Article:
PeTA - People for the Ethical Treatment of Animals
We live on a planet with billions of people. Most of them eat meat and use the leather made from animal skins for a range of everyday items. Like many things in life, leather has several facets. Modern meat and leather production comply with legal requirements. But leather is also produced under conditions that are unacceptable. Even when operating within legal frameworks, mass animal husbandry and the killing and processing of animals arouses criticism.
Today, the distance between the meat on the plate and the actual killing of the animal is much larger than in previous generations. Teenagers very rarely spend time on a farm with livestock, let alone learn to kill an animal for food. Yet not that long ago it was normal to fish, kill a rabbit, participate in a slaughter party, or kill a wild animal with your own weapon and then skin, gut and eat it. Now, because of the distance between slaughter and plate, many people have developed an ambivalent attitude to keeping and killing animals and, partly, also to leather.
There are a number of organisations that are committed to the dignified handling of animals. It is difficult to discuss and rationalise the issue of killing animals for food production. The number of people who completely dispense with animal products as food, leather and fur is increasing. But a large part of the world's population eats meat and uses leather as a natural product and accepts the indispensable supply industry.
The organisation 'PeTA' is internationally active and fights against animal cruelty and everything related to it. This includes mass animal husbandry, but also the use of animals as foodstuffs or the utilisation of the skin as leather, because in their opinion this leads to animal cruelty.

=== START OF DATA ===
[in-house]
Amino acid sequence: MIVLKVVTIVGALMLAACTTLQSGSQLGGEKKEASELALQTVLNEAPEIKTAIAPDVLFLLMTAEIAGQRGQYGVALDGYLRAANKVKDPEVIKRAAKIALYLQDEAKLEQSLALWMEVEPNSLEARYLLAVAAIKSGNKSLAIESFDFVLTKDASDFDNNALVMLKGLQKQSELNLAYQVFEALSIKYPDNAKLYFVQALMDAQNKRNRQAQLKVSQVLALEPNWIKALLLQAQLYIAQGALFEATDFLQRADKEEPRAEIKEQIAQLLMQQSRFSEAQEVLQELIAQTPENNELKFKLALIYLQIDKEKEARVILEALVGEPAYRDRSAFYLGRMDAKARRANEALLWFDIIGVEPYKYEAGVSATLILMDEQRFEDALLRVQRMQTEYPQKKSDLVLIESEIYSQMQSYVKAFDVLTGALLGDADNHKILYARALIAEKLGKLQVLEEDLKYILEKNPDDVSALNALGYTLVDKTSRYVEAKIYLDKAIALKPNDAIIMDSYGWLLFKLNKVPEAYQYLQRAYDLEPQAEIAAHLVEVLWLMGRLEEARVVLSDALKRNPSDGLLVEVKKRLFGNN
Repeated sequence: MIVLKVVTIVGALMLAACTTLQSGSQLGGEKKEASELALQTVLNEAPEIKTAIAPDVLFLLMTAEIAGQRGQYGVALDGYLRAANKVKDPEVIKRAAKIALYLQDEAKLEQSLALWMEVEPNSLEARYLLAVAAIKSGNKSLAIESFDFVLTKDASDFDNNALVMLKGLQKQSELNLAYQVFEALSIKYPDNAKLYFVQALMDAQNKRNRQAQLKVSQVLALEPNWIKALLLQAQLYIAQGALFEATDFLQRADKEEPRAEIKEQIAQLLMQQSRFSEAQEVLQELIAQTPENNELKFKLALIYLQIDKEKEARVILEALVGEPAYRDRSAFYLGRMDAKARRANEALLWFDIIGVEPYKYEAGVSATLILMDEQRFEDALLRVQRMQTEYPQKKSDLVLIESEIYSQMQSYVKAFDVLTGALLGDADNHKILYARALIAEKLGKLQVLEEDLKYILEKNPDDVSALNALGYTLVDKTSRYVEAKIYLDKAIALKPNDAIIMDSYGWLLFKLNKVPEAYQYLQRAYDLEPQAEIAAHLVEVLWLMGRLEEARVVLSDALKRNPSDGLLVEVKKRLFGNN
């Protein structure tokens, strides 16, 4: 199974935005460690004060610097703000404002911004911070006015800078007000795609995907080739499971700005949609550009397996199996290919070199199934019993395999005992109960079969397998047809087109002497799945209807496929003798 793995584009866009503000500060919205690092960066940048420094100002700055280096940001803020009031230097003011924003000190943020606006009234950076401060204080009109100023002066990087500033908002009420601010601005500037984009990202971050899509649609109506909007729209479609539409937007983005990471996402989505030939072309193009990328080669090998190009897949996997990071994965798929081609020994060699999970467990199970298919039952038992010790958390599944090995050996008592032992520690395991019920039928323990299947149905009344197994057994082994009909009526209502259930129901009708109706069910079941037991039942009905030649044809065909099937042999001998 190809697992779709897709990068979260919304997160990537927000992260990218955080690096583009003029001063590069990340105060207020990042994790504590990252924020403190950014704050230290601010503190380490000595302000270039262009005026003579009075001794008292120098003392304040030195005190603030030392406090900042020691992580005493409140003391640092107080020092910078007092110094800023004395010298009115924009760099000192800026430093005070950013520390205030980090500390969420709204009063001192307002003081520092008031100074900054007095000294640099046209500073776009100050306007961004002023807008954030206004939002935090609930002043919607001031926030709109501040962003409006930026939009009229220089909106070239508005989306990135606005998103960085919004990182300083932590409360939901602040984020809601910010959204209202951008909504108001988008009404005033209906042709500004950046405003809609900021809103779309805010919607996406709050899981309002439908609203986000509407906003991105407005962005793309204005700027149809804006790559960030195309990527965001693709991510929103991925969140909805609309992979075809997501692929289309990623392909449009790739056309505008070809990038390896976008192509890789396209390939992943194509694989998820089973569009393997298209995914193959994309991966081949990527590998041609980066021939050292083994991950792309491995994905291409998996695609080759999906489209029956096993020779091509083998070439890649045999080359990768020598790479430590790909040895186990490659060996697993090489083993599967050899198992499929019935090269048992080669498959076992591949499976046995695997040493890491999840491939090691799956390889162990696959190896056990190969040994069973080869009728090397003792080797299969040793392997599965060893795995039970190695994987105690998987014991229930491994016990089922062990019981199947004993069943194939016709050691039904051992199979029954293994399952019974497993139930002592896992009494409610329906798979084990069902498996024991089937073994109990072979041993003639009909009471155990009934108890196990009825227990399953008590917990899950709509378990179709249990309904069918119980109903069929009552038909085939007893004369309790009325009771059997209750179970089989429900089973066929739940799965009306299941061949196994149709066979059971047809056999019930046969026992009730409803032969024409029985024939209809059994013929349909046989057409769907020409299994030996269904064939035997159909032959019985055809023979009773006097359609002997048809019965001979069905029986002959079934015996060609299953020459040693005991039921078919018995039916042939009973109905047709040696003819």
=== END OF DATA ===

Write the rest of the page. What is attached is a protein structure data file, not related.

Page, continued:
The main criticisms outlined by PeTA:
- Today's leather is mainly a bi-product of mass animal husbandry which is unacceptable to animals. The marketing of the leather makes mass animal husbandry more profitable.
- Some species are only killed because of their skin. These include zebras, bison, water buffaloes, wild boars, kangaroos, elephants, eels, sharks, dolphins, seals, walruses, frogs, turtles, crocodiles, lizards and snakes (Note: Not all of these animals listed by PETA are only killed to make leather).
- Alligators are unreasonably reared in mass production plants because of the leather production.
- Kangaroos are slaughtered in millions every year, as their skin is described as a first-class material for football boots.
- Lambskin is mostly derived from young lambs.
- Hundreds of thousands of dog and cat furs reach the European market every year. There are additionally an estimated 2 million dog and cat skins from China. Although there has been an EU-wide ban on imports and trade since 1 January 2009, the fact remains that the skins and furs have already been imported as fashion articles or accessories. In France, 20,000 cats are stolen annually for the fur trade.
- Although leather manufacturers often refer to their products as "biodegradable" or "environmentally friendly", the process of tanning strengthens the collagen or protein fibres so that they are no longer biodegradable.
- Most leather products marketed today are tanned with chrome. The United States Environmental Protection Agency designates any material containing chromium as hazardous. In addition to the toxic substances already mentioned, tannic effluents also contain enormous amounts of other pollutants such as protein, hair, salts, lime sludge, sulphides and acids. A tannery tanning with chrome wastes over 55,000 litres of water and produces up to 1,100 kilogrammes of solid waste (e.g., hair, meat, and edge waste) per processed tonne of animal skin.
- The rearing of the animals, whose skins are ultimately processed into leather, causes waste and pollution and requires a lot of energy.
- Trees are cut down for the extraction of hay. Enormous amounts of water are consumed and the output of feed production and milk producers are among the main causes of water pollution.
- It is not necessary to make watch straps, footballs, car and furniture upholstery, belts, coats, shoes and all the other things made of leather. There are many alternative materials, e.g. cotton, linen, rubber, china grass, canvas and synthetic fabrics.
Distressing videos about the abysses of animal husbandry and leather production.